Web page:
The Barn is a place where rare means rare: slicing through the crisp browning revealed red, juicy meat — and not that depressing, pallid shade of overcooked pink that dashes any hope of succulence. But it’s perhaps the wine list that really won me over. Not only are there four Pinot Noirs on the list — that most temperamental of grapes, beloved of film geeks ever since Sideways — but there’s a good range of interesting wines by the glass.
The selection is far more imaginative than the obligatory Pinot Grigio and Merlot (although they are both there for those seeking the reassurance of the familiar), so you can easily try something different with every course (and yes, there’s even a Pinot Noir available by the glass)
How they’ll keep you busy
The spa, the spa, nothing but the spa. Not that there isn’t plenty more to do, of course. It’s just that, why would you want to do it, when you can spend a day in a hushed, neroli-scented cocoon of thick white robes and soothing massages? In one hour, the soft-spoken Elena almost worked a miracle and — with some help from a lush, fragrant oil made by ishga to a Coworth Park recipe — undid a lifetime of sitting hunched over a laptop typing furiously with two fingers, before giving me a few suggestions to prevent the disaster reoccurring in the future.
And that’s only the start because, after the treatment, you can sink into the enveloping armchairs and sofas of the relaxation room, herbal tea in hand, and contemplate the panorama. Or, even better, head outside, sit on the carved bench and look across the sunken pool (and the swan fastidiously grooming its feathers), through the rugged rusty-brown of one of Carol Peace’s corten sculptures to the field beyond, as the birds flit and sing around you.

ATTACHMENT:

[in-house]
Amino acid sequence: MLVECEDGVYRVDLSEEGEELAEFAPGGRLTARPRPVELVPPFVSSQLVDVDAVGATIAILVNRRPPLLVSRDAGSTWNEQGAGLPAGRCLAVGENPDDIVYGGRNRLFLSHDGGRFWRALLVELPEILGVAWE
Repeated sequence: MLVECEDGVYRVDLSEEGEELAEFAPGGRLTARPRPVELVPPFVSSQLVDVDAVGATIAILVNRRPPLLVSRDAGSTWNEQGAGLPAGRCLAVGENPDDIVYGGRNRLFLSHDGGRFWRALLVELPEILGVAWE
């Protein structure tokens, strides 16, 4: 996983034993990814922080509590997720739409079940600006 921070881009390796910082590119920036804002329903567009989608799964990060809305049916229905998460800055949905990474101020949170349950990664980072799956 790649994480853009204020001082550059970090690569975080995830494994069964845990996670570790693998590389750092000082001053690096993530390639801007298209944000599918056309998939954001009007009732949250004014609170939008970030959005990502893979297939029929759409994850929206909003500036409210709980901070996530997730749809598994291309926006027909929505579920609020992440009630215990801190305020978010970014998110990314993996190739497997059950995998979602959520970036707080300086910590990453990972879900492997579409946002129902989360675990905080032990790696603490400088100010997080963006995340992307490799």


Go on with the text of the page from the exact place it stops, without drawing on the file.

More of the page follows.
What else to do while you’re there
Walk from sculpture to sculpture and see how Nature has made itself at home there — the little bird feather perched on the lip of the bird bath sculpture, or the gossamer threads of a spider web stretching from a tiny bronze couple to the corten ‘bench’ on which they are seated. Go riding or pretend to — horses are everywhere at Coworth, from the real ones in the stables to the chocolate heads in the bedrooms and Johannes Nielsen’s almost abstract bronzes in the lobby, all long necks and spindly legs.
Play polo (see above), or take a walk down the Wiggly Path to the lake and watch the swans glide, serene and ever so slightly haughty, paying no notice to the excitable raft of ducks swimming around them. If you can bear to tear yourself out of the hotel, the splendours of the Savill Garden and Windsor Great Park are around the corner.
Who is it for?
Anyone that needs to relax and escape the world for a couple of days.
What gives it the ‘wow’ factor?
It’s hard to choose from the exquisite art (not only the sculptures, but the miniature works along the corridors and the pressed botanicals framed in the rooms), the glorious grounds and the perfect interiors — a manual on how to ‘do’ modern in a period house. But perhaps what really gives Coworth Park the edge is its people, present but never overbearing, always discreet and attentive, whether it’s keeping the fire going in the drawing room (above) or noticing you have drunk (well, inhaled) your cappuccino at breakfast and offering to bring a second one.
The one thing we’d change
The selection of complimentary magazines in my bedroom had a glaring omission — there was no copy of Country Life. Add one and Coworth Park could truly be heaven on earth.
Rooms at Coworth Park start at £545 a night. Visit www.dorchestercollection.com/ascot/coworth-park or call 01344 876600 for more information.